In a somewhat strange move, the Harper government is publicly praising their Australian counterparts for introducing legislation that would repeal that country's carbon tax — an economy wide environmental levy on greenhouse gas emissions.
Late Tuesday, Paul Calandra, parliamentary secretary to Prime Minister Stephen Harper, issued this statement:
"Canada applauds the decision by Prime Minister Abbott to introduce legislation to repeal Australia's carbon tax. The Australian Prime Minister's decision will be noticed around the world and sends an important message.
"Our government knows that carbon taxes raise the price of everything, including gas, groceries, and electricity. Prime Minister Abbott has said that, in Australia, the repeal of the carbon tax will reduce the average household's cost of living by (in Australian dollars) $550 a year, take $200 off household power bills and $70 off gas bills.
"Our government has reduced greenhouse gas emissions while protecting and creating Canadians jobs - greenhouse gas emissions are down since 2006, and we've created 1 million net new jobs since the recession - and we have done this without penalising Canadian families with a carbon tax."
It seems like an odd move. Rarely do governments of one country overtly take a position on another government's policies.
But this is about the carbon tax, and this is the Harper government. The Tories have been playing politics with this issue for years.
Last year, they spent the Fall and Winter months of Question Period spreading the narrative about the NDP scheming to introduce a "job-killing carbon tax."
They even produced an attack ad about it.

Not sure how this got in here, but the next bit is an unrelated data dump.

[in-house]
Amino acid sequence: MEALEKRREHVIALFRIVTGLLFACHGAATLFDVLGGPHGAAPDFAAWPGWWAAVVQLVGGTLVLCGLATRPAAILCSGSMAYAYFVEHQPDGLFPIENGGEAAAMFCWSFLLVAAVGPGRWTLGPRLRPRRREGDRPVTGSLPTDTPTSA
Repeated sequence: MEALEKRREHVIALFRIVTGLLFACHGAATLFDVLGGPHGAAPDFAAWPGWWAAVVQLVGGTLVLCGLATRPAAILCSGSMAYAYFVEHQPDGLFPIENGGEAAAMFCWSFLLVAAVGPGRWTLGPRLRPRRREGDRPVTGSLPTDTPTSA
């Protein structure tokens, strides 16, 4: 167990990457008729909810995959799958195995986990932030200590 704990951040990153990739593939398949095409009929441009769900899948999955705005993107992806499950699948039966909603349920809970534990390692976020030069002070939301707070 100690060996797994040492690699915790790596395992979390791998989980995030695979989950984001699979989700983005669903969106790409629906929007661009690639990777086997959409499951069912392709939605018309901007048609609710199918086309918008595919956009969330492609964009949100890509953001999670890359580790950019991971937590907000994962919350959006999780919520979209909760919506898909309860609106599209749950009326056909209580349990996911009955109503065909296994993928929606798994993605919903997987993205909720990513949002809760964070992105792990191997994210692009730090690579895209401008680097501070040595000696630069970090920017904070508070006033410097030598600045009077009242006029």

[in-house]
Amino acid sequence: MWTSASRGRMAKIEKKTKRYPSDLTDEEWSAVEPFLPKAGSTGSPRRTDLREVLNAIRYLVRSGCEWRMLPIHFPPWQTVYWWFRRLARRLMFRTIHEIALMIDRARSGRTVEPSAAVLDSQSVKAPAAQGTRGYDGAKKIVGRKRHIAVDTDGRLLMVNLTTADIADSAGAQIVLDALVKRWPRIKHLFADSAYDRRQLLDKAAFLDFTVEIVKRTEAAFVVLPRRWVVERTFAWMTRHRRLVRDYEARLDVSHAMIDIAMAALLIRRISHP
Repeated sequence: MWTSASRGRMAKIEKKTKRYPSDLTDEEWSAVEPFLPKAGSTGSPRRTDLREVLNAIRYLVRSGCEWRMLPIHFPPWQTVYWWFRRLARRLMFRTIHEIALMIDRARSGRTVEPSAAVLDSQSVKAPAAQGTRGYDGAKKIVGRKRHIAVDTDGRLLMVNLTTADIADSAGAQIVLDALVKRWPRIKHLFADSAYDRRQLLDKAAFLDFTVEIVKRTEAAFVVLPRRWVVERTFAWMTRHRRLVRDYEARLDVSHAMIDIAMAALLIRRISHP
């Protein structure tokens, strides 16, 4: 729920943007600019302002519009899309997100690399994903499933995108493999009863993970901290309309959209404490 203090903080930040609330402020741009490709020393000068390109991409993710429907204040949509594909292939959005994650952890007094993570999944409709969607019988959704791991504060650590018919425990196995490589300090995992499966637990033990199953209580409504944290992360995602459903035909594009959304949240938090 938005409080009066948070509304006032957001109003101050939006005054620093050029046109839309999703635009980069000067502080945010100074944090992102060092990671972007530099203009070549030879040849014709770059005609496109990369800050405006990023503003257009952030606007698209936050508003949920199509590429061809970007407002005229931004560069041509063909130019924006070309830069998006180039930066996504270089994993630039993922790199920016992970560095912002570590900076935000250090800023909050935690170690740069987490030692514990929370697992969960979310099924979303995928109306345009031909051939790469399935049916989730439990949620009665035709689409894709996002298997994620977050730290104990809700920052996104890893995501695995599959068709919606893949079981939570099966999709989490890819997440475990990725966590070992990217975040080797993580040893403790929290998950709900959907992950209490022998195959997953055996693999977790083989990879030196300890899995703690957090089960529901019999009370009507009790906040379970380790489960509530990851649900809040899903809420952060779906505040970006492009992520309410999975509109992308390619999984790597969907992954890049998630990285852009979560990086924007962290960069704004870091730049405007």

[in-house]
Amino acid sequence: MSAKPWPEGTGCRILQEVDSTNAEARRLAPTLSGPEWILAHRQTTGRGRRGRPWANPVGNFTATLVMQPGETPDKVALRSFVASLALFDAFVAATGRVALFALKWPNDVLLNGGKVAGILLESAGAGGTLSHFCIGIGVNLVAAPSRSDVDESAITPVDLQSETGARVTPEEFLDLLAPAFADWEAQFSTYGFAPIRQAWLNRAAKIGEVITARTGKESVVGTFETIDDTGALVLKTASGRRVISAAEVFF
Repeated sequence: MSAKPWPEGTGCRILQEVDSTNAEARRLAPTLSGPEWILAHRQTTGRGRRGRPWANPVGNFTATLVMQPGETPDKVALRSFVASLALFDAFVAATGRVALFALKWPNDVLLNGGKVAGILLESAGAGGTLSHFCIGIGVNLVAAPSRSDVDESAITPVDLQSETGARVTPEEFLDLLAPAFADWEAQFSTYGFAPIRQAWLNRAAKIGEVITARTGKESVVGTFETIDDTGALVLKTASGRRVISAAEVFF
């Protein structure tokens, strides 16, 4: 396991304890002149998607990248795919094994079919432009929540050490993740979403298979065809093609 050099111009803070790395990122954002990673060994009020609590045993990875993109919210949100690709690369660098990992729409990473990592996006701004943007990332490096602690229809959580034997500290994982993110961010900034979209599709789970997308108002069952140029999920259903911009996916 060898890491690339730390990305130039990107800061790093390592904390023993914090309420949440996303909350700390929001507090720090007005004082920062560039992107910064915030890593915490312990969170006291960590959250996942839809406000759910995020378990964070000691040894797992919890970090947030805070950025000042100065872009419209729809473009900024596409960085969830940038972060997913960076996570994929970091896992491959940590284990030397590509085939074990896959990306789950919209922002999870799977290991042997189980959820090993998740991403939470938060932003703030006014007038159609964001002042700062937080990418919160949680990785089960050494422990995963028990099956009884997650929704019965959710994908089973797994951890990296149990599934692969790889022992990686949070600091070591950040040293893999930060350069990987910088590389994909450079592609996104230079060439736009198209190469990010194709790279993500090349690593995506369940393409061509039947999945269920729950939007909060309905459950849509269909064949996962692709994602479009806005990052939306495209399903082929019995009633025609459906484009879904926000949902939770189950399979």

For their part, the NDP said that the Tories were "lying."
"This is an ethical decision Stephen Harper is going to have to deal with, because he knows his MPs are lying when they say that," Mulcair told Global News in September 2012, adding that his party supports a cap and trade system much like the plan proposed by the Harper government in 2008.
[ Related: Carbon Tax repeal motion introduced ]
Earlier this month, Liberal leader Justin Trudeau mused about "putting a price on carbon pollution" at an address to Calgary’s Petroleum Club.
Subsequently, Conservative MP Ryan Leef stood in the House to make this claim.
The Liberal leader has lent his support to the radical NDP centrepiece of irresponsible economic management, whose $20-billion carbon tax would raise the price on absolutely everything. However, our government rejects that idea to impose a job-killing carbon tax that would increase the price on everything, including gas, electricity, and groceries--a tax on all Canadians.
On this side of the House, we know that higher taxes hurt job creation. We know that it is the opposite of what Canadians expect of their government, so on this side of the House, we will not bow down to the NDP and Liberal coalition on a carbon tax.
The Tories are going strong against the carbon tax because it's good politics.
Many will recall former Liberal leader Stephane Dion's noble attempt at trumpeting a national carbon tax during the 2008 election. The idea fell flat on its face almost as fast as Dion did. Former Liberal MP Ujjal Dosanjh went as far as calling the issue an "albatross" around his neck during the '08 campaign.
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As for Australia's tax, it could be months before legislation to repeal it is passed.
Conservative Prime Minister Tony Abbott had made repealing the former Labor Party's carbon tax one the major planks of his recent election campaign.
But, according to Reuters, Australia's Senate is poised to delay or even defeat the bill.
(Photo courtesy of Reuters)
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